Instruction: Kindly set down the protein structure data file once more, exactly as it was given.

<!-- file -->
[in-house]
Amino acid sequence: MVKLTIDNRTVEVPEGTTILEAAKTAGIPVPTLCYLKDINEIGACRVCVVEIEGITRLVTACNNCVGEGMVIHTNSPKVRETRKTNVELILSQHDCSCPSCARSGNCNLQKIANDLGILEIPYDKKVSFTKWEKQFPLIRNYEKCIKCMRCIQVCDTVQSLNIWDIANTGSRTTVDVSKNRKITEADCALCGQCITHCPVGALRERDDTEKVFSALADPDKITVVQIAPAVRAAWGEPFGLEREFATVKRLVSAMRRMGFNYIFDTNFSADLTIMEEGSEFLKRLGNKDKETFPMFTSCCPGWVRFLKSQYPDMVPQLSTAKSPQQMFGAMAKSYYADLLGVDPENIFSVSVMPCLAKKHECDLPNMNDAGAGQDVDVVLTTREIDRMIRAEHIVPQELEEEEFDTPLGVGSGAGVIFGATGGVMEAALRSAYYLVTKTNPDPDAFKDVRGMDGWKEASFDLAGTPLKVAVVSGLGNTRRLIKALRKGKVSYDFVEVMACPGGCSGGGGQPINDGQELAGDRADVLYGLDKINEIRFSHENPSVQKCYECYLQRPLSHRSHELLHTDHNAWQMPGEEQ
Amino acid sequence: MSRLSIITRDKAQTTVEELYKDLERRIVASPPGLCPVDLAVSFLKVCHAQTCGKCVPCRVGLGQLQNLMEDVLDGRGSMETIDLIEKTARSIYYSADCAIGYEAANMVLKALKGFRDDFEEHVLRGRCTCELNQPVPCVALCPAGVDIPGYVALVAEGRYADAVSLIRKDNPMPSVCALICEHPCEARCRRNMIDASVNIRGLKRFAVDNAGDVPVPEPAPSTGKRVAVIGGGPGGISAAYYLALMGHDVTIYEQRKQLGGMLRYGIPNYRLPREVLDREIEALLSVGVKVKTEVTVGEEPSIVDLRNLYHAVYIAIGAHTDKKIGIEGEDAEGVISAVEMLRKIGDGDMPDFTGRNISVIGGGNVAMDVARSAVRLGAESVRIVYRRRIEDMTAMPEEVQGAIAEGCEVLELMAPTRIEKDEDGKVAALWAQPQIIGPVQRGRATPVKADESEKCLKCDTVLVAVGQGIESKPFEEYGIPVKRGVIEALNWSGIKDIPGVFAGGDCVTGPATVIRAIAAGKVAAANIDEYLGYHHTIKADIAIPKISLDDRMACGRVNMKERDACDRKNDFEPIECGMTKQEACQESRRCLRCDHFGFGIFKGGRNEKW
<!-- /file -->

[in-house]
Amino acid sequence: MVKLTIDNRTVEVPEGTTILEAAKTAGIPVPTLCYLKDINEIGACRVCVVEIEGITRLVTACNNCVGEGMVIHTNSPKVRETRKTNVELILSQHDCSCPSCARSGNCNLQKIANDLGILEIPYDKKVSFTKWEKQFPLIRNYEKCIKCMRCIQVCDTVQSLNIWDIANTGSRTTVDVSKNRKITEADCALCGQCITHCPVGALRERDDTEKVFSALADPDKITVVQIAPAVRAAWGEPFGLEREFATVKRLVSAMRRMGFNYIFDTNFSADLTIMEEGSEFLKRLGNKDKETFPMFTSCCPGWVRFLKSQYPDMVPQLSTAKSPQQMFGAMAKSYYADLLGVDPENIFSVSVMPCLAKKHECDLPNMNDAGAGQDVDVVLTTREIDRMIRAEHIVPQELEEEEFDTPLGVGSGAGVIFGATGGVMEAALRSAYYLVTKTNPDPDAFKDVRGMDGWKEASFDLAGTPLKVAVVSGLGNTRRLIKALRKGKVSYDFVEVMACPGGCSGGGGQPINDGQELAGDRADVLYGLDKINEIRFSHENPSVQKCYECYLQRPLSHRSHELLHTDHNAWQMPGEEQ
Amino acid sequence: MSRLSIITRDKAQTTVEELYKDLERRIVASPPGLCPVDLAVSFLKVCHAQTCGKCVPCRVGLGQLQNLMEDVLDGRGSMETIDLIEKTARSIYYSADCAIGYEAANMVLKALKGFRDDFEEHVLRGRCTCELNQPVPCVALCPAGVDIPGYVALVAEGRYADAVSLIRKDNPMPSVCALICEHPCEARCRRNMIDASVNIRGLKRFAVDNAGDVPVPEPAPSTGKRVAVIGGGPGGISAAYYLALMGHDVTIYEQRKQLGGMLRYGIPNYRLPREVLDREIEALLSVGVKVKTEVTVGEEPSIVDLRNLYHAVYIAIGAHTDKKIGIEGEDAEGVISAVEMLRKIGDGDMPDFTGRNISVIGGGNVAMDVARSAVRLGAESVRIVYRRRIEDMTAMPEEVQGAIAEGCEVLELMAPTRIEKDEDGKVAALWAQPQIIGPVQRGRATPVKADESEKCLKCDTVLVAVGQGIESKPFEEYGIPVKRGVIEALNWSGIKDIPGVFAGGDCVTGPATVIRAIAAGKVAAANIDEYLGYHHTIKADIAIPKISLDDRMACGRVNMKERDACDRKNDFEPIECGMTKQEACQESRRCLRCDHFGFGIFKGGRNEKW